Two horror sequels opening in the next two weeks will, if they follow the lead of their predecessors, take radically different approaches to scaring audiences. The annual Saw sequel (October 29) will aim for the stomach with gross-out gore, the blood spatter flying in 3D this time out. Paranormal Activity 2 (October 21), meanwhile, will try to duplicate the cold dread the original left tingling in viewers' spines.
But before you make an early Halloween pilgrimage to the video store, here's our guide to the best horror.
This sub-genre defined the '80s, but it originated with Alfred Hitchock's cerebral Psycho in 1960. Wes Craven put a fantasy twist on the concept with the dream-stalker Freddy Krueger in the original A Nightmare On Elm Street. But the pasty mask and slow, elegant movements of killer Michael Myers, along with Jamie Lee Curtis' scream queen performance and a genius musical score, make John Carpenter's Halloween the definitive slasher film.
The theme of innocence endangered binds the best of supernatural horror. Poltergeist pushed its PG-13 rating to the hilt with its story of the abduction of a little girl by meanies from another dimension. Rosemary's Baby turned Mia Farrow's body into a vessel for the Antichrist. But nothing beats The Exorcist, the Oscar-winning tale of a girl's demonic possession that milked bodily contortions and Catholic guilt for maximum chills.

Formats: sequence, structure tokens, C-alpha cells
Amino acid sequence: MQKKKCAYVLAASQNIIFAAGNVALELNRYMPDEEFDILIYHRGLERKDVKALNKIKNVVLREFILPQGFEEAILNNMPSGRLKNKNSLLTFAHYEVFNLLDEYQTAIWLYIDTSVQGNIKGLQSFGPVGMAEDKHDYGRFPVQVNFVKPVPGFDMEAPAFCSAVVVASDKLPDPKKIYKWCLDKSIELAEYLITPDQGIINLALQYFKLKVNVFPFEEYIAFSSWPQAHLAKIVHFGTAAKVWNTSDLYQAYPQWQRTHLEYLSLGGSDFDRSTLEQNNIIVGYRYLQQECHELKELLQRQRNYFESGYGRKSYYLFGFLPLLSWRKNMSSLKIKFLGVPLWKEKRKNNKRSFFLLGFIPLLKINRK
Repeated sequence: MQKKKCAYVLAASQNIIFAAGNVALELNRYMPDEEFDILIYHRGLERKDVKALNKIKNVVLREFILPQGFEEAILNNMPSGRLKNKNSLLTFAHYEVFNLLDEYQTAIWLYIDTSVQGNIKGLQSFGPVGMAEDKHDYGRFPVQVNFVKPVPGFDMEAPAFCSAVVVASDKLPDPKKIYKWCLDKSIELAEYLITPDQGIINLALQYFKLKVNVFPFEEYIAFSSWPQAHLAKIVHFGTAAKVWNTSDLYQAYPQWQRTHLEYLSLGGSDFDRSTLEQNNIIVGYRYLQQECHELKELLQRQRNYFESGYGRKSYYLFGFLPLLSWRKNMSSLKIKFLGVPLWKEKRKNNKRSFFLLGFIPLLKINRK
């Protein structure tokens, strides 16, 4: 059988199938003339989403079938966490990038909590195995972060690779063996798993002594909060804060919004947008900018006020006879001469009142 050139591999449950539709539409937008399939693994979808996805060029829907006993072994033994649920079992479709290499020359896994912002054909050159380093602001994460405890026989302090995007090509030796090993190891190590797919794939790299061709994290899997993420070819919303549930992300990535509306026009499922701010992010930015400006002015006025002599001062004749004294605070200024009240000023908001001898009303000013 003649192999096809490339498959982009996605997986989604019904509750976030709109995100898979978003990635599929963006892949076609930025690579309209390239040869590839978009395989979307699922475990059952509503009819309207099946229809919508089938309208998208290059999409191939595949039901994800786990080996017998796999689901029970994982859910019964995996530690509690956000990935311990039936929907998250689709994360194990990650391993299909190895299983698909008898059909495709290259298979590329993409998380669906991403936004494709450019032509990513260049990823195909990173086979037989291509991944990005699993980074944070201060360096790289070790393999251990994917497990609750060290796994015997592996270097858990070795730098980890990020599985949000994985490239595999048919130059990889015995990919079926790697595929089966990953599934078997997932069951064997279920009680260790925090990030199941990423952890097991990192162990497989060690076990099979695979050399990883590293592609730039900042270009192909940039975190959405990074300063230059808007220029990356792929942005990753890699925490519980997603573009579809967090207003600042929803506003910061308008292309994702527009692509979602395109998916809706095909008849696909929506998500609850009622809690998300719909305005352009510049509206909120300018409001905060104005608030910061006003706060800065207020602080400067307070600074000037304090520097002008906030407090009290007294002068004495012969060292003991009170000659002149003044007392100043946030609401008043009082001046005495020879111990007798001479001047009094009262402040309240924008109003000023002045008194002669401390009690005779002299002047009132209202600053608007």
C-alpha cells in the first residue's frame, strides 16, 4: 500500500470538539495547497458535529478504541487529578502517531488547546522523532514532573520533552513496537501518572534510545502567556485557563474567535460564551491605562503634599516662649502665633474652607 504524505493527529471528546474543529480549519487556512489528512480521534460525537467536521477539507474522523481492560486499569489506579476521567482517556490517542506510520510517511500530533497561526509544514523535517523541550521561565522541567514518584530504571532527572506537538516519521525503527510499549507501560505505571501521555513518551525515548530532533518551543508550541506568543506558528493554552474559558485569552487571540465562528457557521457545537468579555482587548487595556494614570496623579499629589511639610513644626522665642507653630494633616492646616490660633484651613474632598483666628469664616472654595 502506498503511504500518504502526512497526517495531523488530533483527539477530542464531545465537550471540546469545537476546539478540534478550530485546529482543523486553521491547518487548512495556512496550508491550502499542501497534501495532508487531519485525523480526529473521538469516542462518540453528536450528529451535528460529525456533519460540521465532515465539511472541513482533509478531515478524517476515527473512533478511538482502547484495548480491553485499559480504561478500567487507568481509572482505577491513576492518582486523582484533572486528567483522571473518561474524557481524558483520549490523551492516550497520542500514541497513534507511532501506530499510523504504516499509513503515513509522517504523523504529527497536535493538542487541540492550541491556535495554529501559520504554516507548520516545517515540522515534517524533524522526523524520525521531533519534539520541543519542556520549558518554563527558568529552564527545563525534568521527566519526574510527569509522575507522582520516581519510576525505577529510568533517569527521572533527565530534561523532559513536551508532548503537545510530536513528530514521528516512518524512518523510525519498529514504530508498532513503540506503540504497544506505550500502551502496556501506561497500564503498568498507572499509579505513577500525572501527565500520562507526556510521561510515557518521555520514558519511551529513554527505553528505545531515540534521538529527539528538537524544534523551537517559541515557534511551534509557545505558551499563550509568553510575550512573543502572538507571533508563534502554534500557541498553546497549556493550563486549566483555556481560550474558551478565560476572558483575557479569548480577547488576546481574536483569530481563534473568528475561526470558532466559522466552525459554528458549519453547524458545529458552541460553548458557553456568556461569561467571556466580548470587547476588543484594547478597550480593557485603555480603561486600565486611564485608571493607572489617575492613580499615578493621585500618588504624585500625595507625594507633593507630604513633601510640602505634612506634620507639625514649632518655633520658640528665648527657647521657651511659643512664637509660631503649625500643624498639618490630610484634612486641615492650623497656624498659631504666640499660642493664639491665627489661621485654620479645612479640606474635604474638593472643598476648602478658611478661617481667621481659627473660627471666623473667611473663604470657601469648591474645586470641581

We fear what we don't know, and the best sci-fi horror invents new and unusual things to be afraid of. The sweat-inducing suspense of Ridley Scott's Alien made space seem like a scary place, while David Cronenberg's The Fly suggests the horrific possibilities of scientific research.
This sub-genre often cross-breeds with the slasher or the supernatural, but ultimately it's about the terror of watching someone go crazy. The Silence of the Lambs introduced Hannibal Lecter, a homicidal maniac with a professional interest in fellow killers. In Carrie, teenage hormones and religious extremism mix with blood-soaked results. If you're going to watch someone lose their marbles, though, it doesn't get more frighteningly fun than Jack Nicholson in The Shining. Zombies, vampires and creatures George Romero invented the zombie film and his original Night of the Living Dead is still the standard-bearer. Vampires have been cinematic staples for decades, but a couple of chilly recent entries---the Swedish Let the Right One In and the Alaska-set 30 Days of Night---are among the all-time best. Oppressive darkness and some blind, brutal flesh-eaters make The Descent a freaky treat.
Hiding in the dark
Lots of excellent horror films have gone unnoticed or underrated, like the Canadian werewolf movie Ginger Snaps. Like Twilight, but with lots more blood and a much more accurate depiction of teen sexuality. Session 9 concerns a group of asbestos removers who get removed one-by-one while on the job at an abandoned mental institution. That it stars David Caruso is the least scary thing about it.